Moving from “Heartland,” the songs and the lyrics, and the subject matter of pretty much all the tracks, with the exception of “OK Boomer,” which is just nothing but sort of fun and lighthearted, the other 10 songs have a lot of depth to them. One song, “All Out of Tears,” is a very serious song. From what I know, it’s a tribute to the late son of Teeny Tucker. I know you guys collaborated on it. What’s the genesis of that? Did you reach out to her? Did she reach out to you? How did it come to be?
Okay, you know you know what the IBC is? It’s the International Blues Challenge in Memphis every January. Well, I was in Memphis with my wife for the IBC, because my wife was moderating the panel called Women and Blues, and my wife was the leader of the panel. After the panel finished, we were walking up Beale Street and there was Teeny, and we’re friends and I said, “Hey Teeny, how you doing? I haven’t seen you in a while.” And she said, “Well, I’m okay but my son passed away.” I went, “I’m so sorry to hear that,” and she said to me, “My heart is crying, but my eyes are dry because I’m all out of tears.” She said it, and I said, “Is that a song? Did you just make that up?” She said, “No, I’m just telling you how I feel.” I said, “We need to make that into a song. Are you cool if we make that into one?” She’s like, “Yeah let’s do it.” So she and my wife and myself worked on the lyrics together, and then I put the lyrics to music. It was originally going to be directly about her son, and then we talked and we said you know this song could have universal appeal if we just make it more general, and we make it about losing someone you love: a wife, a husband, a son, a father, a mother, a best friend. You know, how do you feel when you’re in that group. So, let’s make it a general thing. And I think a lot of people will be able to relate to it.
So there’s another question that brings up. You said you put the music to the words. In general, when you’re writing, are you a lyrics first or music first, or does it depend?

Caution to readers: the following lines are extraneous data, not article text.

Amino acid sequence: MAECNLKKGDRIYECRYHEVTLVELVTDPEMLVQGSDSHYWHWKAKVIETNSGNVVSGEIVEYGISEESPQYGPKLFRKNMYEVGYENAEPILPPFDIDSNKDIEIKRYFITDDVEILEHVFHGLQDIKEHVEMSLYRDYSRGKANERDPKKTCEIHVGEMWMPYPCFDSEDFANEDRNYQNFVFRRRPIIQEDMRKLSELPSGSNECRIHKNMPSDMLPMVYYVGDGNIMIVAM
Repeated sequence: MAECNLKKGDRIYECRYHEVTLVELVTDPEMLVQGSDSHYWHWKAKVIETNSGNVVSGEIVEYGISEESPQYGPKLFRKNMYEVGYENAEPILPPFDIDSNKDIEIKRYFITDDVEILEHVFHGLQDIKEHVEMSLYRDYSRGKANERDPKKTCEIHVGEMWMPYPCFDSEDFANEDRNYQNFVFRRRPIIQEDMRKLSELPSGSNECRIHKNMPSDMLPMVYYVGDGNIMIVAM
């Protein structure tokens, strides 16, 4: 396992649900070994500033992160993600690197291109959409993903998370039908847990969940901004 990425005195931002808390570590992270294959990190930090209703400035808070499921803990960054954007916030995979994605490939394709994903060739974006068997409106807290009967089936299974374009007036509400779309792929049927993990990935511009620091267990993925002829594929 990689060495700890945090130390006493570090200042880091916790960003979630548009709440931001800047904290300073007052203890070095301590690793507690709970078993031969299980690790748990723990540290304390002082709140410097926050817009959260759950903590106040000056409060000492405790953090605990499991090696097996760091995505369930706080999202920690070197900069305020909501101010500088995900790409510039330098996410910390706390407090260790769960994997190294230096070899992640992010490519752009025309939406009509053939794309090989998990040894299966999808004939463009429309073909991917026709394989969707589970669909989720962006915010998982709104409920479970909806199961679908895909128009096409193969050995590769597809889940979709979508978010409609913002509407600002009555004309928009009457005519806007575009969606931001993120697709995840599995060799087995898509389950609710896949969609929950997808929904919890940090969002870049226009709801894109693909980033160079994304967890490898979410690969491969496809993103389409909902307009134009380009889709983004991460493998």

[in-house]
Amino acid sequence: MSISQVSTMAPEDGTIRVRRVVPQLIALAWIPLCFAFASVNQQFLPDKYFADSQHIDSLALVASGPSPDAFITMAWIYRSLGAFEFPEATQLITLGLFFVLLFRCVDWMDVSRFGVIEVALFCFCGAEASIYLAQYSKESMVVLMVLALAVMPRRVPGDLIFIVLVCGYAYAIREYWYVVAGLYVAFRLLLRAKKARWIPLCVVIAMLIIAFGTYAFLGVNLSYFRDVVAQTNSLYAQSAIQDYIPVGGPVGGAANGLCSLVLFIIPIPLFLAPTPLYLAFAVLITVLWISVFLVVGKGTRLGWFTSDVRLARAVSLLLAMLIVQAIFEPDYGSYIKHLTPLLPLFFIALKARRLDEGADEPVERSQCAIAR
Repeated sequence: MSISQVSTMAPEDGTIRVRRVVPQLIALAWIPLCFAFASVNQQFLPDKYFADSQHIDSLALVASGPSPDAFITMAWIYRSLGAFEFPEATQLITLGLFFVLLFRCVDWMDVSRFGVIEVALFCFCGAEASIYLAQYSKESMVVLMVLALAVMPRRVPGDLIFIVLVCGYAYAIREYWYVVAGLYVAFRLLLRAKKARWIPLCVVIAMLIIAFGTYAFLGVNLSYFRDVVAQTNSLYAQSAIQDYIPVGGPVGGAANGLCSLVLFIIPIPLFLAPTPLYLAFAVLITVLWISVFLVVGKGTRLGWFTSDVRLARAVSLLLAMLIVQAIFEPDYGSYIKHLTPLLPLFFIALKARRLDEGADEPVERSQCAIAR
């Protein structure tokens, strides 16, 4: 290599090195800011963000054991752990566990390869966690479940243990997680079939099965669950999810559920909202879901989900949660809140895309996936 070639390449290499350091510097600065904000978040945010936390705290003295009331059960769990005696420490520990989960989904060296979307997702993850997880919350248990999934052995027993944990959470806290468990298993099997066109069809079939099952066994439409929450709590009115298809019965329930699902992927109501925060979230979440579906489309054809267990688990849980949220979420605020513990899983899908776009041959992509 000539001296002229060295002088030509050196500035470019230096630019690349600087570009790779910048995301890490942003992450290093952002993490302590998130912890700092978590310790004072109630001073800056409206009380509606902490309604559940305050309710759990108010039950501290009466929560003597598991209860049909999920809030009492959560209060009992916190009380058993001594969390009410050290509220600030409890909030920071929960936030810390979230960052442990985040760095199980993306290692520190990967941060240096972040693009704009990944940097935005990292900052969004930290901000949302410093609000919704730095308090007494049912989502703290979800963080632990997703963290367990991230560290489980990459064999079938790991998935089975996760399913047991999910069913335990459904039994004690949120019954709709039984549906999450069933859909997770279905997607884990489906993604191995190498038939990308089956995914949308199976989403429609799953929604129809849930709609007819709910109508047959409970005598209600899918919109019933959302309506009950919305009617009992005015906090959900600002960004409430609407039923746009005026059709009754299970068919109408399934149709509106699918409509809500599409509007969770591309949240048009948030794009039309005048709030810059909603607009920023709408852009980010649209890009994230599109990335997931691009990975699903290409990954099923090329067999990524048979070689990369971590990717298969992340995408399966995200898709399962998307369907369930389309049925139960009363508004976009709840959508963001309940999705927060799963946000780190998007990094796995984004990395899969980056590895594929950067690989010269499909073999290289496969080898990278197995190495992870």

Absolutely no kind of process to it. Sometimes the lyrics come first. Sometimes the music comes first. Sometimes it comes out all together. A few years back I won Song of The Year at the BMAs for a song called “Gonna Live Again.” That was off Battle Scars. I was sitting on the couch and I was thinking, why did God keep me here, when people were dying all around me in the hospital. Why did God keep me here, what, what does he expect of me now? I picked up my acoustic guitar. I pressed record on my phone and that song came out exactly the way it is on the record. The lyrics to music, the whole thing came out at one time. Other things(…) I was riding in the van on tour, I was thinking about myself. I was being self reflective. I guess I had a bad gig and when I have a bad gig and I feel like I’d let the audience down, I feel a lot of shame of myself, and I have written on a piece of paper, “Sometimes I do my best, but I fail.” It happens to everyone. But then I try to hide away my shame. But then I end up getting all wrapped up in myself. I found that note, and I started strumming the guitar and that became the song “My Foolish Pride.” It became the first verse. That’s the reason the first verse does not rhyme. It was just a note that I wrote to myself trying to understand why I was feeling that way that day. I had to write the rest of it so the rest of it will rhyme. But I just put that note to music, you know? Other times, the music will come first. “OK Boomer,” I just had that lick on the guitar. I was goofing around with a lick, and I’d sit and play the lick, and again I said to my wife, “I think I want to make this song about being in the boomer generation.” She handed me the first verse, she wrote the first verse, said, “Here you go.” I said “Okay, I’ll take it from here.”